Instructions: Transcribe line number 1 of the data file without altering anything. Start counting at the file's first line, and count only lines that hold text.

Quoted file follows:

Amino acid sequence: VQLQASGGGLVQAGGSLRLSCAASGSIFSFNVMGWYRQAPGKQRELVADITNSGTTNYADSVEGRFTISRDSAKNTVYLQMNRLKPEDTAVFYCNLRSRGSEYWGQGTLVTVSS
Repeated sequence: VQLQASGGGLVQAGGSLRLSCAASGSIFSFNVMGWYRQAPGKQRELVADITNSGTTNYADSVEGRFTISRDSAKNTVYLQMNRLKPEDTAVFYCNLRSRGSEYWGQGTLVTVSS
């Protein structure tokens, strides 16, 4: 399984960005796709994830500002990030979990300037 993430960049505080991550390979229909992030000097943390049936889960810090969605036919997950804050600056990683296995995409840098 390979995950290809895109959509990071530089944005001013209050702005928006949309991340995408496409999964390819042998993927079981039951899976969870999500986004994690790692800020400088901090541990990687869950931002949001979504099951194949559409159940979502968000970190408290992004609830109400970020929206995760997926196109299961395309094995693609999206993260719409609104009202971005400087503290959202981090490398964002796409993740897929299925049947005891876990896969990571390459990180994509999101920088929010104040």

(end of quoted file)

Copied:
Amino acid sequence: VQLQASGGGLVQAGGSLRLSCAASGSIFSFNVMGWYRQAPGKQRELVADITNSGTTNYADSVEGRFTISRDSAKNTVYLQMNRLKPEDTAVFYCNLRSRGSEYWGQGTLVTVSS